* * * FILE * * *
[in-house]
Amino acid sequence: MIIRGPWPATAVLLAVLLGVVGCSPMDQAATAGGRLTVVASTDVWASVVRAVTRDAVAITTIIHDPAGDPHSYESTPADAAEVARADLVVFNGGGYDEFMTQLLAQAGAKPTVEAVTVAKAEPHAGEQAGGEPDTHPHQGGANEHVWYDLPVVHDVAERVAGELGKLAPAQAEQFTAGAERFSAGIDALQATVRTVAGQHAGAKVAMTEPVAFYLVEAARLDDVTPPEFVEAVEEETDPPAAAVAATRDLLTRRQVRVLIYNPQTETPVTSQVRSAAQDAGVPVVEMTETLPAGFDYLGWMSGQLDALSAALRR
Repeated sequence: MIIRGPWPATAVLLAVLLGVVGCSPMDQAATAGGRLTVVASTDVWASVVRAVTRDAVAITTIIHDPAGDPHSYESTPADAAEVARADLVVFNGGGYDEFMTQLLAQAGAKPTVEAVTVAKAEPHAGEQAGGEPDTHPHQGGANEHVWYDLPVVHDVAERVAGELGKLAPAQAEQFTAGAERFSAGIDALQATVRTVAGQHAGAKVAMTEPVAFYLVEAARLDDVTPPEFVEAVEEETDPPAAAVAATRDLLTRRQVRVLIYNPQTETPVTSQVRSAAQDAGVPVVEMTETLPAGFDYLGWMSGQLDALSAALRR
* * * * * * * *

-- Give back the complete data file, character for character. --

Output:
[in-house]
Amino acid sequence: MIIRGPWPATAVLLAVLLGVVGCSPMDQAATAGGRLTVVASTDVWASVVRAVTRDAVAITTIIHDPAGDPHSYESTPADAAEVARADLVVFNGGGYDEFMTQLLAQAGAKPTVEAVTVAKAEPHAGEQAGGEPDTHPHQGGANEHVWYDLPVVHDVAERVAGELGKLAPAQAEQFTAGAERFSAGIDALQATVRTVAGQHAGAKVAMTEPVAFYLVEAARLDDVTPPEFVEAVEEETDPPAAAVAATRDLLTRRQVRVLIYNPQTETPVTSQVRSAAQDAGVPVVEMTETLPAGFDYLGWMSGQLDALSAALRR
Repeated sequence: MIIRGPWPATAVLLAVLLGVVGCSPMDQAATAGGRLTVVASTDVWASVVRAVTRDAVAITTIIHDPAGDPHSYESTPADAAEVARADLVVFNGGGYDEFMTQLLAQAGAKPTVEAVTVAKAEPHAGEQAGGEPDTHPHQGGANEHVWYDLPVVHDVAERVAGELGKLAPAQAEQFTAGAERFSAGIDALQATVRTVAGQHAGAKVAMTEPVAFYLVEAARLDDVTPPEFVEAVEEETDPPAAAVAATRDLLTRRQVRVLIYNPQTETPVTSQVRSAAQDAGVPVVEMTETLPAGFDYLGWMSGQLDALSAALRR